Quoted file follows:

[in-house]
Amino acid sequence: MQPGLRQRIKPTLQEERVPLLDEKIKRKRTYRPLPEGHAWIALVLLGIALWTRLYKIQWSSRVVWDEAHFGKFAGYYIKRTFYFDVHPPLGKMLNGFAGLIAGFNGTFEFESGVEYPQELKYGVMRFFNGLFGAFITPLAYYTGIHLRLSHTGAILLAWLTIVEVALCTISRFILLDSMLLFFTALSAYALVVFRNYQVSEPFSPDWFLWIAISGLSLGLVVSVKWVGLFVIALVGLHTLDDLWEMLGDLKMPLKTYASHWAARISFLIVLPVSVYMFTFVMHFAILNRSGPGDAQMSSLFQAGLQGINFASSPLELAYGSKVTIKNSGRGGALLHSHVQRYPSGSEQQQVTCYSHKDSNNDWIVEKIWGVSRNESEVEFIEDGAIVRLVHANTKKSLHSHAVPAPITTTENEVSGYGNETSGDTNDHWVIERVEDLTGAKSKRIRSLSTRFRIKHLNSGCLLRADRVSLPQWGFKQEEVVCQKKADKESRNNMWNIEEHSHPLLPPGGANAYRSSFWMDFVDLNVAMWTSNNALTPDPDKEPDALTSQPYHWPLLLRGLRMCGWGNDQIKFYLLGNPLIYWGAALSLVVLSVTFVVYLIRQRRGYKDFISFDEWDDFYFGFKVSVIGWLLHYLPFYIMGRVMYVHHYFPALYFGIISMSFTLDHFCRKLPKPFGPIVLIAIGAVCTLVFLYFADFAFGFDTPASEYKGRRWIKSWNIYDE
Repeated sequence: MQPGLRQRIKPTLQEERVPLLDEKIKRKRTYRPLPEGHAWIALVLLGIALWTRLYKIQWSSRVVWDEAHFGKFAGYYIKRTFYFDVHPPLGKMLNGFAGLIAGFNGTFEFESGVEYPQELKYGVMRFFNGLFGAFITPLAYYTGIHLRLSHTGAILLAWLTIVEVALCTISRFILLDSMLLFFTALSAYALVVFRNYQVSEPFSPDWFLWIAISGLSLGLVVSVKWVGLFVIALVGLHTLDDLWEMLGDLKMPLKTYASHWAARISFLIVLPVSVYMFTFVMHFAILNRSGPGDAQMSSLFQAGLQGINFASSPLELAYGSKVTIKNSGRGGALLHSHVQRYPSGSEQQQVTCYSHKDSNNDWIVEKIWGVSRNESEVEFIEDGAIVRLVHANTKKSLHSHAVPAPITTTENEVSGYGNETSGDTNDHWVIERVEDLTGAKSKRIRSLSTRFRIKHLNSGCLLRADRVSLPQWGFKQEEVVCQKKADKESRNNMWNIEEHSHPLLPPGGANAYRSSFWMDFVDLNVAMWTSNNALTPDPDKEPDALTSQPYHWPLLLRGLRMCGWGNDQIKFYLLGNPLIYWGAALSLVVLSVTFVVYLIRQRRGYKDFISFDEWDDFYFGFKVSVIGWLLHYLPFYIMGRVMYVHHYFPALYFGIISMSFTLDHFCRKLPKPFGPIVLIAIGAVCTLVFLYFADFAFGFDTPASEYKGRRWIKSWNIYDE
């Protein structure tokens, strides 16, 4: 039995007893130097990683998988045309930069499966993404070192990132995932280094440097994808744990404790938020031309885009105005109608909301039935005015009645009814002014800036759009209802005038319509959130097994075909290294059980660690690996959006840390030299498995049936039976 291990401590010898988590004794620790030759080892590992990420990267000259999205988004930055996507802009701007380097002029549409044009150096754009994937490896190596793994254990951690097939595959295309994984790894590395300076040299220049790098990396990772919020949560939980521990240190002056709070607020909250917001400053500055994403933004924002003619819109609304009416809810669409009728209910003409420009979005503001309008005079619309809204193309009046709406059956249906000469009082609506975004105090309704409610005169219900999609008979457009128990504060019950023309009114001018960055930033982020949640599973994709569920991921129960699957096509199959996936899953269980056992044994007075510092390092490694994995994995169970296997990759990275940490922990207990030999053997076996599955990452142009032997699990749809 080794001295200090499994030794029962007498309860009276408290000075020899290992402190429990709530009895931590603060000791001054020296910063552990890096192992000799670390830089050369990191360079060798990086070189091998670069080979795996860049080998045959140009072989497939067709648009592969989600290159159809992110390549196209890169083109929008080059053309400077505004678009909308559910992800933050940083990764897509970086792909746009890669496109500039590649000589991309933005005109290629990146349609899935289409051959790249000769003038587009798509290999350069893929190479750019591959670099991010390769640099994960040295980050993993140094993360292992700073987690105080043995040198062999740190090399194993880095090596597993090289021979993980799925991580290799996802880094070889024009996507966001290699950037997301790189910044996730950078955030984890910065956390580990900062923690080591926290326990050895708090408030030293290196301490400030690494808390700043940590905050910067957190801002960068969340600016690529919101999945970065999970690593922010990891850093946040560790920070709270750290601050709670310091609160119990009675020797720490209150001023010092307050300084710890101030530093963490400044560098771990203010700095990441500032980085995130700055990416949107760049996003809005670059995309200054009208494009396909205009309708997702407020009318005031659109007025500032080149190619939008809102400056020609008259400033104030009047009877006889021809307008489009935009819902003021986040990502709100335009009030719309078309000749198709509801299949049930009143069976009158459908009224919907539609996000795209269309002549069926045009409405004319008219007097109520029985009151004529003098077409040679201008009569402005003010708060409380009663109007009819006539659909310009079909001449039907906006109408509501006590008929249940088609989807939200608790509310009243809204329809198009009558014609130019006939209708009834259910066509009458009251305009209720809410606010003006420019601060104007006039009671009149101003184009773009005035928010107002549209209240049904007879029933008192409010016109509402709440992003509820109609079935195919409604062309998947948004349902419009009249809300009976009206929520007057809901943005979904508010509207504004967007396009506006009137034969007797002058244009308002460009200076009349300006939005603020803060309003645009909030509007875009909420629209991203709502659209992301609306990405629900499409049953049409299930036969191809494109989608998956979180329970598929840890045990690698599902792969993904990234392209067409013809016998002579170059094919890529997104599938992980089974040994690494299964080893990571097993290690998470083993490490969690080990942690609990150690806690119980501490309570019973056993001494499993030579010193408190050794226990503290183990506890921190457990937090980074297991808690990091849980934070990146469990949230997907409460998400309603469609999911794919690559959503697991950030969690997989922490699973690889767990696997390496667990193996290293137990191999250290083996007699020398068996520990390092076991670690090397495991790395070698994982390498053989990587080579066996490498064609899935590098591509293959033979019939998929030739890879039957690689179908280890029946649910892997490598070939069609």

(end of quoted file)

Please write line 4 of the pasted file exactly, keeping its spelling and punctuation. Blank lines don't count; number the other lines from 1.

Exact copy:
């Protein structure tokens, strides 16, 4: 039995007893130097990683998988045309930069499966993404070192990132995932280094440097994808744990404790938020031309885009105005109608909301039935005015009645009814002014800036759009209802005038319509959130097994075909290294059980660690690996959006840390030299498995049936039976 291990401590010898988590004794620790030759080892590992990420990267000259999205988004930055996507802009701007380097002029549409044009150096754009994937490896190596793994254990951690097939595959295309994984790894590395300076040299220049790098990396990772919020949560939980521990240190002056709070607020909250917001400053500055994403933004924002003619819109609304009416809810669409009728209910003409420009979005503001309008005079619309809204193309009046709406059956249906000469009082609506975004105090309704409610005169219900999609008979457009128990504060019950023309009114001018960055930033982020949640599973994709569920991921129960699957096509199959996936899953269980056992044994007075510092390092490694994995994995169970296997990759990275940490922990207990030999053997076996599955990452142009032997699990749809 080794001295200090499994030794029962007498309860009276408290000075020899290992402190429990709530009895931590603060000791001054020296910063552990890096192992000799670390830089050369990191360079060798990086070189091998670069080979795996860049080998045959140009072989497939067709648009592969989600290159159809992110390549196209890169083109929008080059053309400077505004678009909308559910992800933050940083990764897509970086792909746009890669496109500039590649000589991309933005005109290629990146349609899935289409051959790249000769003038587009798509290999350069893929190479750019591959670099991010390769640099994960040295980050993993140094993360292992700073987690105080043995040198062999740190090399194993880095090596597993090289021979993980799925991580290799996802880094070889024009996507966001290699950037997301790189910044996730950078955030984890910065956390580990900062923690080591926290326990050895708090408030030293290196301490400030690494808390700043940590905050910067957190801002960068969340600016690529919101999945970065999970690593922010990891850093946040560790920070709270750290601050709670310091609160119990009675020797720490209150001023010092307050300084710890101030530093963490400044560098771990203010700095990441500032980085995130700055990416949107760049996003809005670059995309200054009208494009396909205009309708997702407020009318005031659109007025500032080149190619939008809102400056020609008259400033104030009047009877006889021809307008489009935009819902003021986040990502709100335009009030719309078309000749198709509801299949049930009143069976009158459908009224919907539609996000795209269309002549069926045009409405004319008219007097109520029985009151004529003098077409040679201008009569402005003010708060409380009663109007009819006539659909310009079909001449039907906006109408509501006590008929249940088609989807939200608790509310009243809204329809198009009558014609130019006939209708009834259910066509009458009251305009209720809410606010003006420019601060104007006039009671009149101003184009773009005035928010107002549209209240049904007879029933008192409010016109509402709440992003509820109609079935195919409604062309998947948004349902419009009249809300009976009206929520007057809901943005979904508010509207504004967007396009506006009137034969007797002058244009308002460009200076009349300006939005603020803060309003645009909030509007875009909420629209991203709502659209992301609306990405629900499409049953049409299930036969191809494109989608998956979180329970598929840890045990690698599902792969993904990234392209067409013809016998002579170059094919890529997104599938992980089974040994690494299964080893990571097993290690998470083993490490969690080990942690609990150690806690119980501490309570019973056993001494499993030579010193408190050794226990503290183990506890921190457990937090980074297991808690990091849980934070990146469990949230997907409460998400309603469609999911794919690559959503697991950030969690997989922490699973690889767990696997390496667990193996290293137990191999250290083996007699020398068996520990390092076991670690090397495991790395070698994982390498053989990587080579066996490498064609899935590098591509293959033979019939998929030739890879039957690689179908280890029946649910892997490598070939069609």